By Andre Paultre and Sarah Marsh
PORT-AU-PRINCE/HAVANA (Reuters) - Caribbean islands already reeling from the economic impact of coronavirus started recovering on Tuesday from the damage wrought by Tropical Storm Laura, which left at least 24 dead and damaged thousands of homes and electricity infrastructure.
Brigades of workers were out fixing toppled power poles, removing fallen trees blocking roads and repairing roofs after the storm blustered through the region's largest countries. - Laura has become a hurricane since exiting Cuba on its northwestern path towards the United States.
Laura caused the most damage in Haiti, where preparedness is weak while deforestation has left the country vulnerable to flooding and landslides when there are heavy rains.
Torrents of water carrying rocks down from the mountains barreled through a marketplace in a ravine of Port-au-Prince before dawn on Sunday, including the warehouses where many vendors were sleeping.
"I came here straight away only to find my mother dead,” said Lorius Joseph, 38, heaving and struggling to talk in front of her corpse. "She used to sell pork bits on the market."
After the rains subsided, vendors scoured the mud for merchandise like vegetables and eggs.
At least 21 people were killed in total, mainly from flash flooding that turned the capital's roads into raging rivers, and 198 families were left homeless, according to the Haitian Civil Protection Office.
Five people were still missing on Tuesday, including a woman whose baby was already found dead after their car got stuck in flooding.
Locals fear Laura is just a small preview of what is to come, with the hurricane season typically peaking in September.
The Caribbean has experienced four Category 5 hurricanes at the top of the five-step Saffir-Simpson wind scale in the last four years, including Hurricane Matthew which killed more than 500 in Haiti.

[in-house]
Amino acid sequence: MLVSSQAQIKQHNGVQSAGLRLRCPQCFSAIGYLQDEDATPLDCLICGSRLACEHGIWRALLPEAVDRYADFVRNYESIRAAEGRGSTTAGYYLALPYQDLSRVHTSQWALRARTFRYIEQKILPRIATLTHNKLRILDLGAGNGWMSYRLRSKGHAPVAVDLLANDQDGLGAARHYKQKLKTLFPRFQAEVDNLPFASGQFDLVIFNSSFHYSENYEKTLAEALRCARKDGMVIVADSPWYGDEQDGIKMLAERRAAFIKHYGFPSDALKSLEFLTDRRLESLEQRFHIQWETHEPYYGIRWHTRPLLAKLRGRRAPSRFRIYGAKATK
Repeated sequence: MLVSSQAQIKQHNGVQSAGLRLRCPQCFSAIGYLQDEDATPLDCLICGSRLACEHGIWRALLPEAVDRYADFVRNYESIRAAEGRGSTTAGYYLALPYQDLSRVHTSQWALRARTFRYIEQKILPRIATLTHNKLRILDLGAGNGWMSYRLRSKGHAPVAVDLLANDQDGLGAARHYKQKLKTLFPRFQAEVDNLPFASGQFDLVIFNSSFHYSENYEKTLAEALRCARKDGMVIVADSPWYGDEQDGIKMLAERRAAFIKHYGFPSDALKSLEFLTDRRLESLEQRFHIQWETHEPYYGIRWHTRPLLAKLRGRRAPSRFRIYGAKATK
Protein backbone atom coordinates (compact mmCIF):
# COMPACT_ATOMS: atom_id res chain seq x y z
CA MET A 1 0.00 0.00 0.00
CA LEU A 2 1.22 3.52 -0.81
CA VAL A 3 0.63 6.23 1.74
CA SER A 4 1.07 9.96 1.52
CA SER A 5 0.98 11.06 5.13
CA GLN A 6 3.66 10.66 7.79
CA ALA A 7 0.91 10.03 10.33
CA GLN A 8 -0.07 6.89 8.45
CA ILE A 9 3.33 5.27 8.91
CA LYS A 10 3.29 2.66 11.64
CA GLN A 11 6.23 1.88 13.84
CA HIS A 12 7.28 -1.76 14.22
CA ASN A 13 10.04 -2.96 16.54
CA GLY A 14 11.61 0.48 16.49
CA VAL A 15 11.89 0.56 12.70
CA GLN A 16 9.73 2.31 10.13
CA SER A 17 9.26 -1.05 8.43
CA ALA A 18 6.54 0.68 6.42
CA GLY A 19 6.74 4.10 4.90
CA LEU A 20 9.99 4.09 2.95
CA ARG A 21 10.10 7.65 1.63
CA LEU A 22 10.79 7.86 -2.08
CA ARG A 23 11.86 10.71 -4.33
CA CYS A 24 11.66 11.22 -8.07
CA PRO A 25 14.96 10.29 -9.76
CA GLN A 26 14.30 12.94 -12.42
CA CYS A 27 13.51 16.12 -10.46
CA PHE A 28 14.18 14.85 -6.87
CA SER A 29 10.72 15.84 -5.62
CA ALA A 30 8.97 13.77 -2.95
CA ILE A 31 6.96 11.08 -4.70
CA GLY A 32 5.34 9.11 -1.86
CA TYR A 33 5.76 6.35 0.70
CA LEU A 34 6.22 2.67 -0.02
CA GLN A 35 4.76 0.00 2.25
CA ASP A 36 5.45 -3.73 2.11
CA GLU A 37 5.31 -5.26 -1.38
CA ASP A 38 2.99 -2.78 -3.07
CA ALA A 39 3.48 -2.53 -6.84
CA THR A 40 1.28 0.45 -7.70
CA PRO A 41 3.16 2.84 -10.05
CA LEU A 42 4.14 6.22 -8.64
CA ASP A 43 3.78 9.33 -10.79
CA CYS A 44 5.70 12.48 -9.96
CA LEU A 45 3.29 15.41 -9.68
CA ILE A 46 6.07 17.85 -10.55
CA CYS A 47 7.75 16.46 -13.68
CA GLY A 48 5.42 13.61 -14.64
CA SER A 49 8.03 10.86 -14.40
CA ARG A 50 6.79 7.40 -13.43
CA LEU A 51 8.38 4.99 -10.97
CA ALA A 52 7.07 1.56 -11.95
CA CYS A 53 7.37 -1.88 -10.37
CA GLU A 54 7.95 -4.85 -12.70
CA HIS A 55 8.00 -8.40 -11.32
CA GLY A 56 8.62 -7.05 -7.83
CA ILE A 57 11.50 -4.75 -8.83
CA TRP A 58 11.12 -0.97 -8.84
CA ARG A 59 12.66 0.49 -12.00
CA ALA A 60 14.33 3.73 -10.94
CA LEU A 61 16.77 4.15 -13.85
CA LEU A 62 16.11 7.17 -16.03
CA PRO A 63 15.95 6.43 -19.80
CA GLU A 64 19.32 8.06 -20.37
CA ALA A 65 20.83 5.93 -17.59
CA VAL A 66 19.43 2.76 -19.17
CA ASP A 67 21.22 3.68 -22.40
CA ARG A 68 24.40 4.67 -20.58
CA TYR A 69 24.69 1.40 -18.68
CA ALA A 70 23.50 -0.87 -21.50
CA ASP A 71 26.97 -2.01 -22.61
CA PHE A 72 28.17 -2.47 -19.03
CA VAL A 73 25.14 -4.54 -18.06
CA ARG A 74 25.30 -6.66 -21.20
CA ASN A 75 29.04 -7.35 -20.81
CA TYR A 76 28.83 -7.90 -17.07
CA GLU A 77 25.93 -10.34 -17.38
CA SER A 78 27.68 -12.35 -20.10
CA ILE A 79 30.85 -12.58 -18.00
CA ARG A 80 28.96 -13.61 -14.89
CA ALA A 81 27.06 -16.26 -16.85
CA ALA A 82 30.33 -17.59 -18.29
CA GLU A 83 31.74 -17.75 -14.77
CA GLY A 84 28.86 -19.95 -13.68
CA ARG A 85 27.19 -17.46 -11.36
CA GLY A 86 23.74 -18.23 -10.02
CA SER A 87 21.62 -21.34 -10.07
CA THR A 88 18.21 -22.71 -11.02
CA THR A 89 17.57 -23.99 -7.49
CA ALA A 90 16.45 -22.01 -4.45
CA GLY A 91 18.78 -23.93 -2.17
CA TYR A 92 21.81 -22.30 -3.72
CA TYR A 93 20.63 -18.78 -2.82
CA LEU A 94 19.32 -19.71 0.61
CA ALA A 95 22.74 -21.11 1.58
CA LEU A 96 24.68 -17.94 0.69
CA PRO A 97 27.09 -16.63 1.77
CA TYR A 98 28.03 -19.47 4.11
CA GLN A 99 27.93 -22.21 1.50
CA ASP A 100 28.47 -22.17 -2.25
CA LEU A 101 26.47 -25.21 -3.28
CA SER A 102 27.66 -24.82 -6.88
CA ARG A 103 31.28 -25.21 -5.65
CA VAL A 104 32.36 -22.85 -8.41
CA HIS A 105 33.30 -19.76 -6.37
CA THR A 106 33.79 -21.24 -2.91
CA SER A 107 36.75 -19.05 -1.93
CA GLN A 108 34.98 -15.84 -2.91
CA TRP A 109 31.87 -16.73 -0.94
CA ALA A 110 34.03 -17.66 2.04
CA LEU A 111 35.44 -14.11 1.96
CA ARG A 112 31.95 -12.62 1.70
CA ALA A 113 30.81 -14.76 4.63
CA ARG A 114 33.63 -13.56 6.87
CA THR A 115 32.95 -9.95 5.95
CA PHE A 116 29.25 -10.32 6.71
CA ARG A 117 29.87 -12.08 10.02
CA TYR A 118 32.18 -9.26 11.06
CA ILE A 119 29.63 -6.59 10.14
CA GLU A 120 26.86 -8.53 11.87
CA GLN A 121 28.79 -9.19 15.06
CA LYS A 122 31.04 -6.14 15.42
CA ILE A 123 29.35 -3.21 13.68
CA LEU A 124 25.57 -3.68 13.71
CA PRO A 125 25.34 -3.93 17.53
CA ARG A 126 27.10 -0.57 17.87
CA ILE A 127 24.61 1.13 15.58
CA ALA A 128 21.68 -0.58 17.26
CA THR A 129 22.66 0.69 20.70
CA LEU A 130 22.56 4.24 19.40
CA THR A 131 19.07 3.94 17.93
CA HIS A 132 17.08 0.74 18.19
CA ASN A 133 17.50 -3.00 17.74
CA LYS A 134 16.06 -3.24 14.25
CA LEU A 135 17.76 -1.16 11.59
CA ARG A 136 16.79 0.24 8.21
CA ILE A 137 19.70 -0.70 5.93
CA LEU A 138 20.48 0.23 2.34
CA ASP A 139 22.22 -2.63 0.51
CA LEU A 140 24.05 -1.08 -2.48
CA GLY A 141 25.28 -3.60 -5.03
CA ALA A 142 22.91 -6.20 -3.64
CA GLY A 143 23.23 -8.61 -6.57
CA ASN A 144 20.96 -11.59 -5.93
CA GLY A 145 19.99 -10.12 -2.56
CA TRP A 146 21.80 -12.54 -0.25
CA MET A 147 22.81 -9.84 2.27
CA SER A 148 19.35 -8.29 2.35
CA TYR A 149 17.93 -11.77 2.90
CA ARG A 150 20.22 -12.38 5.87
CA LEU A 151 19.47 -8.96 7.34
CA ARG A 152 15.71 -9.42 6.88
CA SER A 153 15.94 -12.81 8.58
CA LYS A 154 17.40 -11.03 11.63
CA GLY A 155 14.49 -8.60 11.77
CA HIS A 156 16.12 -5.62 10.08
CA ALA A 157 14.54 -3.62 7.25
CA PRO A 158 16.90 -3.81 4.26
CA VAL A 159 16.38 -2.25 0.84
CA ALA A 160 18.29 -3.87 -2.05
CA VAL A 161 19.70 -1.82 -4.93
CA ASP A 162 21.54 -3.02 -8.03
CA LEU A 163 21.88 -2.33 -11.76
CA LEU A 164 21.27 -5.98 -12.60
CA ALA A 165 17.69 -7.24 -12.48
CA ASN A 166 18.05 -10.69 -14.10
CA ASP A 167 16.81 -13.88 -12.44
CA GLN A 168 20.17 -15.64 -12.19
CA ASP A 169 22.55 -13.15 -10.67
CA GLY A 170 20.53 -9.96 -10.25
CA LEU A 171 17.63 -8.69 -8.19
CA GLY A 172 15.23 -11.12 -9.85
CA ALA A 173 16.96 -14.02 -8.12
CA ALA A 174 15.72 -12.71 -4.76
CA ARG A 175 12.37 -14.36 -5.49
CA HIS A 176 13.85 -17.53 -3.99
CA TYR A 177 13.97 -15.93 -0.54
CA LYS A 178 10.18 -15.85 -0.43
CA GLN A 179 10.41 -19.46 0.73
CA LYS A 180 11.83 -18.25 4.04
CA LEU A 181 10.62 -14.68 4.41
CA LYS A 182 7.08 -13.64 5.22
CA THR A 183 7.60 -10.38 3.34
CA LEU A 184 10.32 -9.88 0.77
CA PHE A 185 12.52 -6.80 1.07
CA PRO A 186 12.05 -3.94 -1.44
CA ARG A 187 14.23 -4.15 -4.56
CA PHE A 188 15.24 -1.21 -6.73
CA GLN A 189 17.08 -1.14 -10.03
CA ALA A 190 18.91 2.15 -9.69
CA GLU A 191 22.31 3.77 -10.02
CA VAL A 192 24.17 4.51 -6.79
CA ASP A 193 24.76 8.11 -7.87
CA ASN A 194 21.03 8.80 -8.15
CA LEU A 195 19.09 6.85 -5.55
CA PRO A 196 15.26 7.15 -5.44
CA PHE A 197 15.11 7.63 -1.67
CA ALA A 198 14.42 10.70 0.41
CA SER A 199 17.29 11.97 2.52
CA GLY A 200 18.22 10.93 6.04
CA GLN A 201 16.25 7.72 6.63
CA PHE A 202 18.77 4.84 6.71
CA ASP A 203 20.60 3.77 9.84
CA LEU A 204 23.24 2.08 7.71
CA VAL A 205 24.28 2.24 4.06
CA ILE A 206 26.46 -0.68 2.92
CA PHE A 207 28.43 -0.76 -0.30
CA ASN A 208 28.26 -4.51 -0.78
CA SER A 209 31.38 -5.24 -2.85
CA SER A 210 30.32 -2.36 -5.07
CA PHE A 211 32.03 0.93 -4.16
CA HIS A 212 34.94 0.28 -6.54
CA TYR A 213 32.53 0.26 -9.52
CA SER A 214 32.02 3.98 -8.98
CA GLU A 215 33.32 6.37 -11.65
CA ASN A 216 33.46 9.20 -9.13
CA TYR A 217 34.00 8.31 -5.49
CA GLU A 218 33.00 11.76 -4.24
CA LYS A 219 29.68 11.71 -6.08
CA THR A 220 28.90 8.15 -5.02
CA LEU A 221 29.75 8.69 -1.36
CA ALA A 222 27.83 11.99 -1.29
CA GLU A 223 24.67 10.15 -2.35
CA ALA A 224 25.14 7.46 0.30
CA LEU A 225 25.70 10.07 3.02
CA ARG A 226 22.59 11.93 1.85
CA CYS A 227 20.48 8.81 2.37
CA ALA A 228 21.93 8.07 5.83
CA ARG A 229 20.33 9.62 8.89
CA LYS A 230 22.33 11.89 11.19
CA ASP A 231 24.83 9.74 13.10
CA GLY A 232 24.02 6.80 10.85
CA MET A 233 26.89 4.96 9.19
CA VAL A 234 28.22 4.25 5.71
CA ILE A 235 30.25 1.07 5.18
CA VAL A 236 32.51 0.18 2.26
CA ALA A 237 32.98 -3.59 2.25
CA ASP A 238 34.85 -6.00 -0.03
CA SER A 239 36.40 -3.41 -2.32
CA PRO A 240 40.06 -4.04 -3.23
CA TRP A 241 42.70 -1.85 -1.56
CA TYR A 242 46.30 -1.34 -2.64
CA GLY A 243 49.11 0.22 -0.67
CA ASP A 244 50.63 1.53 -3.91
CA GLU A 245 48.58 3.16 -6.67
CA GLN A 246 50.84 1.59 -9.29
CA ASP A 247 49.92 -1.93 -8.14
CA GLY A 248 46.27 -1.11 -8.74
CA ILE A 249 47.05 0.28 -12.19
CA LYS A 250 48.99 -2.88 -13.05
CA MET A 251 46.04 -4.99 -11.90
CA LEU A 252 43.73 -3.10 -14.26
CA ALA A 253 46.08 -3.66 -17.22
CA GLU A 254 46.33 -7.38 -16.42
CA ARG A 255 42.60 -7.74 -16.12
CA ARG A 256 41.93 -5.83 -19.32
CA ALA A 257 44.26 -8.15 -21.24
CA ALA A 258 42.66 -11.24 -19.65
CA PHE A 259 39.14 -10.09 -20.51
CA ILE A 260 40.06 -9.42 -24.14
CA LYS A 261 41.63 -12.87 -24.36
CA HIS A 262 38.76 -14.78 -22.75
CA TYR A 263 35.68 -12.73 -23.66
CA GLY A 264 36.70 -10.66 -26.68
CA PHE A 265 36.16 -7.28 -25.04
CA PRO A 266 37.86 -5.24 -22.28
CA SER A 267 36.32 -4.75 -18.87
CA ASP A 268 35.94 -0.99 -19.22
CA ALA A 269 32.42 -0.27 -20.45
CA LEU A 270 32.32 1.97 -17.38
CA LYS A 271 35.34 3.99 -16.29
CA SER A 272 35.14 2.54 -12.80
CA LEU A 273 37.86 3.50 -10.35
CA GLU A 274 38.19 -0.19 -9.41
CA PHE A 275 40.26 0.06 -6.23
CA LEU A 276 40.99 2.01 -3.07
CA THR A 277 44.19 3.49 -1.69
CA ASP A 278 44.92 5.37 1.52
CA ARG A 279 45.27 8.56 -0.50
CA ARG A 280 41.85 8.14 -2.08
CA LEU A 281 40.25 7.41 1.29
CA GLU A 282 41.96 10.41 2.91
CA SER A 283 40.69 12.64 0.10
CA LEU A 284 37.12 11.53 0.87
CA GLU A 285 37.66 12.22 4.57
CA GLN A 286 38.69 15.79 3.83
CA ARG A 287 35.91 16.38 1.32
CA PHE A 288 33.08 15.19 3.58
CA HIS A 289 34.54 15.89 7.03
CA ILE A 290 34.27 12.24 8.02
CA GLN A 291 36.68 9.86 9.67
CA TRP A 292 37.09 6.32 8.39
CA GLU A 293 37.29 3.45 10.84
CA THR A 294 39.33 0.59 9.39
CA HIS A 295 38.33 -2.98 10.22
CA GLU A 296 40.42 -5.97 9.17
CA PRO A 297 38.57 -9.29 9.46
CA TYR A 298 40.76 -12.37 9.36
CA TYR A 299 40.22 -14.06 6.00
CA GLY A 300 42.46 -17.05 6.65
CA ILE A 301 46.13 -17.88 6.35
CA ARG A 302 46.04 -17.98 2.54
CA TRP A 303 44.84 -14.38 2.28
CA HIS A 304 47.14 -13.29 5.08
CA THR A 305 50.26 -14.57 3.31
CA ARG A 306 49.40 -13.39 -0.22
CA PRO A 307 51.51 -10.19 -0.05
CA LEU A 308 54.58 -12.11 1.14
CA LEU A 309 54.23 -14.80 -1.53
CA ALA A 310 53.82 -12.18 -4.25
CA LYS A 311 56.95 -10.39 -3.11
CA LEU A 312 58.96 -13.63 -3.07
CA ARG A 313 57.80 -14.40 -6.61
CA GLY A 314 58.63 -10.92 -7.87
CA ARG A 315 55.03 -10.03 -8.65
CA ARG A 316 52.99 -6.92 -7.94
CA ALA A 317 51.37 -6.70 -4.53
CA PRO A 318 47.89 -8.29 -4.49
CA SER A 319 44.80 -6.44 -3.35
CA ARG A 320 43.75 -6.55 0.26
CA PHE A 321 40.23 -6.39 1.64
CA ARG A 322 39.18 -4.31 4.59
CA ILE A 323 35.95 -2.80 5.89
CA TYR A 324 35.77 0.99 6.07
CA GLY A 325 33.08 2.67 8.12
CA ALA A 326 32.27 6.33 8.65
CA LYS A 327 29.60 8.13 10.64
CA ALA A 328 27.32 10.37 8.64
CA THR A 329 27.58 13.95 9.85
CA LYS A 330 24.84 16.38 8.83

Some scientists say hurricane season is becoming more intense due to warming seas in the wake of climate change and forecasters have predicted a particularly active one this year.
The impact too is more severe due to stretched resources in a region particularly affected by the collapse of tourism in the wake of the coronavirus pandemic, with 50-90% of GDP and employment in some islands depending on the sector.
BATTERED BANANAS, TRAPPED COMMUNITIES
In the Dominican Republic, the Caribbean's top tourism market, Laura left at least three dead, while in Jamaica, landslides and swollen rivers left some roads impassable, washing out at least one bridge.
"We can’t get in and out of community," said Troy Cruickshank, 33, in the eastern parish of St. Thomas on Tuesday.
In Cuba, there was no loss of life reported after more than 316,000 people were evacuated but a thousand homes were damaged, President Miguel Diaz-Canel said, and some farms were affected.
"Laura's winds of around 75 km (47 miles) per hour felled my banana plantations, while the rain destroyed my yucca," said Raul Mayol, 44, in the southern Isle of Youth. "We still don't have electricity because lots of poles were toppled."
Diaz-Canel noted however the rains had been positive for regions affected by drought, replenishing reservoirs and drenching parched fields.
(Reporting by Sarah Marsh and Nelson Acosta in Havana; Andre Paultre in Port-au-Prince; Kate Chappell in Kingston; Editing by Marguerita Choy)